Title:
Electric feed-through motor
Kind Code:
A1


Abstract:
An apparatus for providing electrical coupling, comprising a motor having a hollow, rotational shaft; and, in one embodiment, an electrical conductor located within said shaft for providing electrical signals through the motor.



Inventors:
Mattis, Eric Stephen (San Diego, CA, US)
Benacka, Thomas J. (Solana Beach, CA, US)
Application Number:
10/658300
Publication Date:
06/16/2005
Filing Date:
09/08/2003
Assignee:
MATTIS ERIC S.
BENACKA THOMAS J.
Primary Class:
Other Classes:
310/67R
International Classes:
H01P1/06; H02K7/00; H02K11/00; (IPC1-7): H02K11/00
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Primary Examiner:
NGUYEN, TRAN N
Attorney, Agent or Firm:
QUALCOMM INCORPORATED (SAN DIEGO, CA, US)
Claims:
1. An apparatus for providing electrical coupling, comprising: a motor having a hollow, rotational shaft for allowing electrical signals to pass there through.

2. The apparatus of claim 1, wherein said shaft comprises a conductor, the shaft for conducting electrical signals through said motor.

3. The apparatus of claim 1, further comprising an electrical conductor located within said shaft for providing said electrical signals through said motor.

4. The apparatus of claim 3 wherein the electrical conductor comprises a coaxial cable.

5. The apparatus of claim 3 wherein the electrical conductor comprises a rotational coupler.

6. The apparatus of claim 3 wherein the electrical conductor comprises a wire.

7. The apparatus of claim 1 wherein the shaft comprises a waveguide.

8. The apparatus of claim 7, wherein the shaft additionally comprises a waveguide coupler.

9. The apparatus of claim 1, further comprising a rotational coupler for coupling said electrical signals between a second conductor and the conductor.

10. The apparatus of claim 1, further comprising a platform connected to the shaft, wherein the conductor is fixed with respect to the shaft.

11. The apparatus of claim 1, further comprising a platform connected to the shaft, wherein the conductor is affixed to the shaft and rotates therewith.

12. The apparatus of claim 3, wherein the coaxial cable comprises an outer conductor, a dielectric, and a center conductor, wherein the dielectric and the center conductor are fixed, and the outer conductor is fixed to said shaft.

13. The apparatus of claim 1, wherein said shaft comprises: a dielectric material within said shaft and affixed thereto; and a center conductor within said dielectric material.

Description:

I. FIELD

The present invention pertains generally to the field of motors and electrical circuits, and more specifically to a motor for providing an electrical feed-through to a rotating object.

II. BACKGROUND

Electric motors have been used for many years, for instance, to rotate antenna platforms. In many instances, antennas are mounted to a structure commonly known as a turntable. An electric motor is mounted underneath the turntable and attached thereto, and is used to rotate the turntable and, hence, the antenna, to maximize the antenna signal strength.

The turntable rotates with respect to the motor and any circuitry not located on the turntable. Hence, there is a need to couple electrical signals to the rotating antenna platform. Traditionally, this has been accomplished by use of a rotational coupler, which is a device that rotates with respect to fixed circuitry yet allows electrical signals to be transmitted from the fixed circuitry and onto one end of a rotating member of the rotational coupler. The other end of the rotational coupler is typically fixed to, for instance, circuitry located on the turntable.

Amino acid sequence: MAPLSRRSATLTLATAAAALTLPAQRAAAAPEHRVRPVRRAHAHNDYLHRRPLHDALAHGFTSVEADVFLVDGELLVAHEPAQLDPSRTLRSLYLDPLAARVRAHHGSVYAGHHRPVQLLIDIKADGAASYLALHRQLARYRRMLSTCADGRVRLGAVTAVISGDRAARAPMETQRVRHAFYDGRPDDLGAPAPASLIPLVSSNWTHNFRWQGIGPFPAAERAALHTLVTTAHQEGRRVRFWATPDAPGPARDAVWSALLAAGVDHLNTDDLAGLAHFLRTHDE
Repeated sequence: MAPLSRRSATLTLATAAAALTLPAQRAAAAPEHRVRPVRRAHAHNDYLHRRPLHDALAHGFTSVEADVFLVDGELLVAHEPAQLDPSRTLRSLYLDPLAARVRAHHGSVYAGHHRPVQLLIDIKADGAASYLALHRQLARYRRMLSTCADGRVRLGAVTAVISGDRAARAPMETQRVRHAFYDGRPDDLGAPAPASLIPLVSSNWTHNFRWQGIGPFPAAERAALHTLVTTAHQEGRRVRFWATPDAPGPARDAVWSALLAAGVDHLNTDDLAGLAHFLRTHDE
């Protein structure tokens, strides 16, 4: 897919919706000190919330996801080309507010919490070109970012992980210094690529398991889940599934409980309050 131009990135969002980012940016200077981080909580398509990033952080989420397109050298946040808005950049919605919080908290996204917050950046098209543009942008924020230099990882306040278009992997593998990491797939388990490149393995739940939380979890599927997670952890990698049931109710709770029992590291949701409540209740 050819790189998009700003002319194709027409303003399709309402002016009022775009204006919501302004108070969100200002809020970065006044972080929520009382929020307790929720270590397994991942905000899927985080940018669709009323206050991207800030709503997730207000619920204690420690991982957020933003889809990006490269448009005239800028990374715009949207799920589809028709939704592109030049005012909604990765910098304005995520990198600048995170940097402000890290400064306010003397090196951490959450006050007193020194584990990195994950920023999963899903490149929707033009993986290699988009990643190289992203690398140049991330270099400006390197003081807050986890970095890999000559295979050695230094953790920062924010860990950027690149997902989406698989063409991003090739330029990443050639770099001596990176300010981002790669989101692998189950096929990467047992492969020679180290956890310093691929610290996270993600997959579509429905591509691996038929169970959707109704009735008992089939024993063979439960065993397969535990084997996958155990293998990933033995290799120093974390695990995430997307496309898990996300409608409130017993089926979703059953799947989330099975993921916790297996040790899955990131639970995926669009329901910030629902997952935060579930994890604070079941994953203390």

The use of a rotary coupler typically demands that the motor be located off-axis from the central axis about which the turntable rotates. One or more belts, gears, or similar devices is used to couple rotational energy from the motor to a pulley attached to the turntable, thereby causing the turntable to rotate.

Generally, the location of the motor off-axis presents several problems. Often, there is limited space for a motor to be mounted anywhere in an antenna structure, so it becomes a challenge to fit all necessary electrical components and the motor onto the surface of the base. Locating the motor along the central rotating axis of the turntable would be ideal, however it is necessary to locate the rotational coupler in that particular area, due to the physical constraints of the rotational coupler.

Additionally, the reliability of such an antenna system is diminished somewhat, due to the use of the belt or gears, which can wear out, break, or slip in relation to the motor or the pulley to which it is attached.

What is needed is a way to locate the motor along the turntable central axis and attach it directly to a turntable, platform, or antenna, while still providing electrical signals to and from the turntable, platform, or antenna.

SUMMARY

An apparatus for providing electrical coupling, comprising a motor having a hollow, rotational shaft, and an electrical conductor located within said shaft.

BRIEF DESCRIPTION OF THE DRAWINGS

FIG. 1 illustrates an isometric, exploded, cutaway view of an antenna assembly using a feed-through motor;

FIG. 2 illustrates a close-up, isometric, exploded, cutaway view of one embodiment of the feed-through motor of FIG. 1; and

FIG. 3 illustrates the antenna assembly of FIG. 1, shown in a cross-sectional view.

DETAILED DESCRIPTION

The embodiments described herein are described with respect to an electric motor, commonly used to rotate antenna platforms. However, it should be understood that the motor could alternatively comprise any type of motor, including those driven by means other than electrical signals. In addition, the embodiments described herein may be used in applications other than antenna assemblies, such as in automotive applications, computer applications, or any other application where it is desirous to transmit an electrical signal to a rotatable platform.

FIG. 1 illustrates an isometric, exploded, cutaway view of an antenna assembly 100, comprising motor 102, antenna horn 104, platform 106, and circuit board 108. Motor 102 is mounted against circuit board 108 and is used to rotate platform 106 and antenna horn 104 when assembled. Motor 102 comprises shaft 110 which, in one embodiment, comprises conductor 112. One end of conductor 112 is electrically connected to circuit board 108 while the other end of conductor 112 extends into a cavity formed by platform 106 and antenna horn 104 when assembled. Shaft 110 is connected to platform 106, enabling platform 106 and antenna horn 104 to rotate about an axis around shaft 110. Conductor 112 resides within shaft 110 and, in this embodiment, is not connected to shaft 110. Therefore, conductor 112 remains stationary as shaft 110 rotates about its axis.